LP101: Evaluating Loss Prevention Audit Performance

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A well conceived audit program will provide a snapshot of the strength of the operational foundation of the store or facility. Loss prevention audit elements should reflect the spectrum of topics under evaluation (whether storewide audits or those focused on specific disciplines) and assess the scope of performance across a latitude of possibilities in order to appraise compliance. Questions and answers should reveal the level of conformity to policies, practices and procedures as well as assessing the awareness and understanding of the employees.

The elements included in a loss prevention audit should never be a surprise. The purpose of the audit is to verify and evaluate compliance to known standards established and practiced by the company and executed in the stores and other facilities. Policies and procedures exist for a reason. They should be communicated, understood, and enforced at all times. If they are irrelevant or outdated, they should be changed by the company. Otherwise, they should be followed.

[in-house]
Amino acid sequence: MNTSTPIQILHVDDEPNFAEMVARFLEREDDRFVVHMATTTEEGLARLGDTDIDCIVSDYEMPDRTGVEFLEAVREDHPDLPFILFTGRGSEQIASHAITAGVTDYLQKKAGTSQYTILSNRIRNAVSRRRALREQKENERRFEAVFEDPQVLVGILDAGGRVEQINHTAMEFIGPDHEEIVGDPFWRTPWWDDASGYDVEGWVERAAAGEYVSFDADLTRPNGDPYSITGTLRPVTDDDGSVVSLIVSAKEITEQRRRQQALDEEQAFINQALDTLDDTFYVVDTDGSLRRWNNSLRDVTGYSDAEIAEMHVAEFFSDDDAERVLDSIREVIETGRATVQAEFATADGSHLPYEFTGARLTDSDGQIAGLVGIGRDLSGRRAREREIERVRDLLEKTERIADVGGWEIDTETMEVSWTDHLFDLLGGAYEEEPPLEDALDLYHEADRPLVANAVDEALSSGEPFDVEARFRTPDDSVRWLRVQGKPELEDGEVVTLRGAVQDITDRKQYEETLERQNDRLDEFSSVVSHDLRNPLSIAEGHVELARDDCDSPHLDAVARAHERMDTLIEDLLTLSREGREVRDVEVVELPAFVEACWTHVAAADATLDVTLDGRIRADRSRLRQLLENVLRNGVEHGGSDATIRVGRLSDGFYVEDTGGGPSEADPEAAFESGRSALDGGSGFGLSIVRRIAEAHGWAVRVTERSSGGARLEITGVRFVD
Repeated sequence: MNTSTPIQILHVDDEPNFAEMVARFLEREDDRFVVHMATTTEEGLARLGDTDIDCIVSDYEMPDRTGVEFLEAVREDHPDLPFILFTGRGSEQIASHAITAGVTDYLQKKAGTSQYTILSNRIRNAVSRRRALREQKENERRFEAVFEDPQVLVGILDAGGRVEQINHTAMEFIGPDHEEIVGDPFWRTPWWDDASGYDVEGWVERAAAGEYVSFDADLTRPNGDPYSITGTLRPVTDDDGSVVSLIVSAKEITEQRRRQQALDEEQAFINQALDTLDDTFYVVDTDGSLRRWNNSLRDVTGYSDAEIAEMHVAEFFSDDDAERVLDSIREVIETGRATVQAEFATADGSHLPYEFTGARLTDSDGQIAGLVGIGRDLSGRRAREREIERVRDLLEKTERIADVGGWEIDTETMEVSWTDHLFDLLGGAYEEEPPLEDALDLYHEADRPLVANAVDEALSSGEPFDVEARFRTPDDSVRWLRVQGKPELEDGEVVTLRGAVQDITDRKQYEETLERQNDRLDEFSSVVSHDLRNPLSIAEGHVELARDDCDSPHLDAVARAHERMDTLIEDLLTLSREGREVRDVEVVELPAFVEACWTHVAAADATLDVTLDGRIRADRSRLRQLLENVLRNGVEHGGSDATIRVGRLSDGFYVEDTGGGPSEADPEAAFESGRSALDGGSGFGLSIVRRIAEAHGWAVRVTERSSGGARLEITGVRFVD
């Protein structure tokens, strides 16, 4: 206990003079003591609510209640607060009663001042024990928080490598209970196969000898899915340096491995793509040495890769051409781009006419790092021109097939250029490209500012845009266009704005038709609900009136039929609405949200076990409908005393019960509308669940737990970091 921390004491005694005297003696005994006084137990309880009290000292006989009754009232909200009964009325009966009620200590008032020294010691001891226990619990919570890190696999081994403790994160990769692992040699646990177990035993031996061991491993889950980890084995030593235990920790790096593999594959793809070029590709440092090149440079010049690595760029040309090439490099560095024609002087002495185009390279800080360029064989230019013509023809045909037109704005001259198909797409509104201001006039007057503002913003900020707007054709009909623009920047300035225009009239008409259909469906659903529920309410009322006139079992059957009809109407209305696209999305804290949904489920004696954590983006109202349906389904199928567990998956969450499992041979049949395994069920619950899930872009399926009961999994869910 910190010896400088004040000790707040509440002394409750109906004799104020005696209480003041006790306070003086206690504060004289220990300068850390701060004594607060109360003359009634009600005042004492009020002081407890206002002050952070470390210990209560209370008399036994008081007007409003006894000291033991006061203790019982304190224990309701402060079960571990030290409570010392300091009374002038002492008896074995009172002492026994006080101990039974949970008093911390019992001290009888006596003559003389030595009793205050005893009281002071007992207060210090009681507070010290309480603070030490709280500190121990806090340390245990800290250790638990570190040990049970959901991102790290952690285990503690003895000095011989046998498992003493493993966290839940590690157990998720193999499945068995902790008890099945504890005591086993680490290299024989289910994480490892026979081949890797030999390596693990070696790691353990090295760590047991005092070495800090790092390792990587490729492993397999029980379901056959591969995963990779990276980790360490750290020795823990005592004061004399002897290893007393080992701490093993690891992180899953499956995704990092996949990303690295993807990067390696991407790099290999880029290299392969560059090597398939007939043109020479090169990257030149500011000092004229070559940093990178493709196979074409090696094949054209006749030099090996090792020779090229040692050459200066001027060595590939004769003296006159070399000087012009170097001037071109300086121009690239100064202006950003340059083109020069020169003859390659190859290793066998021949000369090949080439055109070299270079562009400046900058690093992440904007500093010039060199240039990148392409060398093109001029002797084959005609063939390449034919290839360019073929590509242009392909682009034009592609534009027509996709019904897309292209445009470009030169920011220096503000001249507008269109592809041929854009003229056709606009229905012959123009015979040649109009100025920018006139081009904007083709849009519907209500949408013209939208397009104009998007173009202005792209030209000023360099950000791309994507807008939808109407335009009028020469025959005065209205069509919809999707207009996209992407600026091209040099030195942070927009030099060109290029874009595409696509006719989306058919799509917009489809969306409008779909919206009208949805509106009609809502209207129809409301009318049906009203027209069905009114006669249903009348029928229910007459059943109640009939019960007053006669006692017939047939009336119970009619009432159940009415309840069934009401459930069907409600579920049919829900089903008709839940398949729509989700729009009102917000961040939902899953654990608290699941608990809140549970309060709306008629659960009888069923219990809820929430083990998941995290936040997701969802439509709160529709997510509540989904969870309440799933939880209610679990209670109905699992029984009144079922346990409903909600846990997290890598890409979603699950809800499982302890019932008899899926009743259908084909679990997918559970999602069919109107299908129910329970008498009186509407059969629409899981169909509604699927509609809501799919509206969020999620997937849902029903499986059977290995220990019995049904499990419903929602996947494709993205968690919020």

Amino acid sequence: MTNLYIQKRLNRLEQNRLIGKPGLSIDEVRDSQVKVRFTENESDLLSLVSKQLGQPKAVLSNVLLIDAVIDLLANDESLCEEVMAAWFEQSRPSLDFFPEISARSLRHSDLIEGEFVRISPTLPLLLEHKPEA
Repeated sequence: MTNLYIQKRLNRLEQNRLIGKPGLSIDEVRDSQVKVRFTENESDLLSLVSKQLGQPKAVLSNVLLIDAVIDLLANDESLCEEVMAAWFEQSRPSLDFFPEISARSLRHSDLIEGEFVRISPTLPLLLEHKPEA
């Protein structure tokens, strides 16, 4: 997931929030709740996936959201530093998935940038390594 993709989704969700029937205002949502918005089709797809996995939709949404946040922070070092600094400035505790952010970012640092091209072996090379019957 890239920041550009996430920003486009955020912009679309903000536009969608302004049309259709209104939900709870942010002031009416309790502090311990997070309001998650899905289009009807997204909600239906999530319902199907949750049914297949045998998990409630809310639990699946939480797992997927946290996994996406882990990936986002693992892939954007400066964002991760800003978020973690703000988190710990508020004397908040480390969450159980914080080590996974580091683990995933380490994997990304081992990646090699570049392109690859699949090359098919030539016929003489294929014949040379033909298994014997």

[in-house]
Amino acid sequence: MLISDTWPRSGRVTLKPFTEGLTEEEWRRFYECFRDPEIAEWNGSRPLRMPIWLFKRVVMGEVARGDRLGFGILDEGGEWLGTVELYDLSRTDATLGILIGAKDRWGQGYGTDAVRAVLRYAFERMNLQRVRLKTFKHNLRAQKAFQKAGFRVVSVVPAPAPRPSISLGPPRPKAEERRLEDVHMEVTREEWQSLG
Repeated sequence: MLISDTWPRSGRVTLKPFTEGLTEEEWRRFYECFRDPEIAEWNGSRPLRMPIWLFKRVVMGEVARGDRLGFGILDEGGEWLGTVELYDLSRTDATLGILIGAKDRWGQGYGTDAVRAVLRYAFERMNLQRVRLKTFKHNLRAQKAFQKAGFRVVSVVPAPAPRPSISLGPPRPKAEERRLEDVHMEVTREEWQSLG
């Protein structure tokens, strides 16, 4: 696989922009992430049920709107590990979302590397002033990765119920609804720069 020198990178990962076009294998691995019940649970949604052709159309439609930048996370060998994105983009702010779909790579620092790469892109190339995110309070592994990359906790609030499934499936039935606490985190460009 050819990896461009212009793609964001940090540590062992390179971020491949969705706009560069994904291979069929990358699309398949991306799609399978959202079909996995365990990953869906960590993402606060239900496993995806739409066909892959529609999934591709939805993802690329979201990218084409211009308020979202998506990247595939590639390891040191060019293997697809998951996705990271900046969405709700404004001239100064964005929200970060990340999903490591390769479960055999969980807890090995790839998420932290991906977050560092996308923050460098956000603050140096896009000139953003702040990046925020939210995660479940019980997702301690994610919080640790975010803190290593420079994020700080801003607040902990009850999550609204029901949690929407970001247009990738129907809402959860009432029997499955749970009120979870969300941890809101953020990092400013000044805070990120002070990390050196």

There is always the possibility that there may be certain issues revealed through the audit process that were misunderstood, neglected, or otherwise mismanaged that may result in unfortunate revelations. However, an audit is not the proper vehicle to introduce new standards or information. The dynamic and competitive nature of the retail industry has enough challenges without stoking unnecessary and unwarranted fires. The audit should support the mission of the company. We want to reinforce goals and objectives that enrich performance, and achieve this in ways that echo support and cooperation.

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The loss prevention audit should provide certain benchmarks for success, but must also apply a process for continuing improvement. Such benchmarks should provide a known reference point that identifies targeted knowledge, strategies and skills as well as the breadth and depth of compliance. Performance indicators should be selected that will help determine whether success has been achieved or whether improvements need to be made. It is much easier for everyone involved to have a clear understanding of how things are going if there are well defined benchmarks to serve as guidelines.

Grading Audit Results

Regardless of the particular scale that we use, the purpose of an audit “grade” is certainly dependent on what the grading system is designed to measure and report. But just as importantly, we must establish what the grade means and what purpose it will serve. Ultimately, we want to measure and communicate: